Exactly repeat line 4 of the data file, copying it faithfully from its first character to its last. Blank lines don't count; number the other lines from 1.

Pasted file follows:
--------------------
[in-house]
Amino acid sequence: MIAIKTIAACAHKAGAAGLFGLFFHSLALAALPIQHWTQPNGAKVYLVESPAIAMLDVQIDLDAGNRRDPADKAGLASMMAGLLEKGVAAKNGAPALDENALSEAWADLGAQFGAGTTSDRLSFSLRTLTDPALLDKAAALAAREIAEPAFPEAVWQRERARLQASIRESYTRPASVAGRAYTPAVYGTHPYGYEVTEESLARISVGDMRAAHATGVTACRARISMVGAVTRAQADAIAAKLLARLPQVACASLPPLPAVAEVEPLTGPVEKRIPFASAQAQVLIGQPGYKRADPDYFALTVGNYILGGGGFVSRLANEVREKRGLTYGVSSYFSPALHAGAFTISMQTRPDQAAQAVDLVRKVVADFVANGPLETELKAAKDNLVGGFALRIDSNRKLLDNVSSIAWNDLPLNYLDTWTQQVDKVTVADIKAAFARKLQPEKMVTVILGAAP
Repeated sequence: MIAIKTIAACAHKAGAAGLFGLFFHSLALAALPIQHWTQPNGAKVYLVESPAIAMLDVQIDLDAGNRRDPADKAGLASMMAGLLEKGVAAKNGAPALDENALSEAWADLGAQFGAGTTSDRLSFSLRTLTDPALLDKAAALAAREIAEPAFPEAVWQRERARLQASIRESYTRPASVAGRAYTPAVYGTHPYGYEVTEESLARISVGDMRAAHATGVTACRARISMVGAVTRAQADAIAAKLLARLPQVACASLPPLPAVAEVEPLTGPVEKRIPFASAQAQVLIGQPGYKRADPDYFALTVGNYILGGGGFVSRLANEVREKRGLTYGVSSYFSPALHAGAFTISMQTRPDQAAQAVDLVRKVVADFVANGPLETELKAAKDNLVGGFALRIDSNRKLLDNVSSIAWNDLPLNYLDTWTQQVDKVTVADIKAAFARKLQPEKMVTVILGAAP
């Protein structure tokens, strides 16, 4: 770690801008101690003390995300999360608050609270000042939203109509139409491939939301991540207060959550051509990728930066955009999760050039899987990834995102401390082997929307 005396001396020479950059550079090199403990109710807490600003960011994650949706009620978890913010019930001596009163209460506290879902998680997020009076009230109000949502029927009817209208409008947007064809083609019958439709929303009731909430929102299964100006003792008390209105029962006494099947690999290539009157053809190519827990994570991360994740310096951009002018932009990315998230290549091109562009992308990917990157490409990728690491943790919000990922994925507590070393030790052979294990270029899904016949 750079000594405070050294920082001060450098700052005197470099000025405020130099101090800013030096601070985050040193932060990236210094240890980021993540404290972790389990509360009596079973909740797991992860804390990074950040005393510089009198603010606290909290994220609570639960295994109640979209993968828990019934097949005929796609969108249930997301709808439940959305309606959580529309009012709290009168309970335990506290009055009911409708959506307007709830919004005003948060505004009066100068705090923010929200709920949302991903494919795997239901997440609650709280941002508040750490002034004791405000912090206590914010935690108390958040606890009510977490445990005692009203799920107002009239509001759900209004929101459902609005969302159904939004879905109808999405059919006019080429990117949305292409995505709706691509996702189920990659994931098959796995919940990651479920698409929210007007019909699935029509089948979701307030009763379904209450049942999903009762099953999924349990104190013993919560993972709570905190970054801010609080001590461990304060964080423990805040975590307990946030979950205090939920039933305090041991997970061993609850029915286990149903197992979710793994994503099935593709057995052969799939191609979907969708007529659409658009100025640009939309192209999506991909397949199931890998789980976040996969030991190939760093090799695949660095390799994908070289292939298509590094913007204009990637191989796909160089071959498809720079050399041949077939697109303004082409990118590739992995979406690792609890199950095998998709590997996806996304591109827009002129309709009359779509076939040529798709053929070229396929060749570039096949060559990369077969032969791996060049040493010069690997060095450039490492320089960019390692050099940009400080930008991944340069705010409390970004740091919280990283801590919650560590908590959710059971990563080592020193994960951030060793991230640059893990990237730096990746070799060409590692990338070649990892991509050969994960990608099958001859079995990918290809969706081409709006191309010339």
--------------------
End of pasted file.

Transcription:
């Protein structure tokens, strides 16, 4: 770690801008101690003390995300999360608050609270000042939203109509139409491939939301991540207060959550051509990728930066955009999760050039899987990834995102401390082997929307 005396001396020479950059550079090199403990109710807490600003960011994650949706009620978890913010019930001596009163209460506290879902998680997020009076009230109000949502029927009817209208409008947007064809083609019958439709929303009731909430929102299964100006003792008390209105029962006494099947690999290539009157053809190519827990994570991360994740310096951009002018932009990315998230290549091109562009992308990917990157490409990728690491943790919000990922994925507590070393030790052979294990270029899904016949 750079000594405070050294920082001060450098700052005197470099000025405020130099101090800013030096601070985050040193932060990236210094240890980021993540404290972790389990509360009596079973909740797991992860804390990074950040005393510089009198603010606290909290994220609570639960295994109640979209993968828990019934097949005929796609969108249930997301709808439940959305309606959580529309009012709290009168309970335990506290009055009911409708959506307007709830919004005003948060505004009066100068705090923010929200709920949302991903494919795997239901997440609650709280941002508040750490002034004791405000912090206590914010935690108390958040606890009510977490445990005692009203799920107002009239509001759900209004929101459902609005969302159904939004879905109808999405059919006019080429990117949305292409995505709706691509996702189920990659994931098959796995919940990651479920698409929210007007019909699935029509089948979701307030009763379904209450049942999903009762099953999924349990104190013993919560993972709570905190970054801010609080001590461990304060964080423990805040975590307990946030979950205090939920039933305090041991997970061993609850029915286990149903197992979710793994994503099935593709057995052969799939191609979907969708007529659409658009100025640009939309192209999506991909397949199931890998789980976040996969030991190939760093090799695949660095390799994908070289292939298509590094913007204009990637191989796909160089071959498809720079050399041949077939697109303004082409990118590739992995979406690792609890199950095998998709590997996806996304591109827009002129309709009359779509076939040529798709053929070229396929060749570039096949060559990369077969032969791996060049040493010069690997060095450039490492320089960019390692050099940009400080930008991944340069705010409390970004740091919280990283801590919650560590908590959710059971990563080592020193994960951030060793991230640059893990990237730096990746070799060409590692990338070649990892991509050969994960990608099958001859079995990918290809969706081409709006191309010339």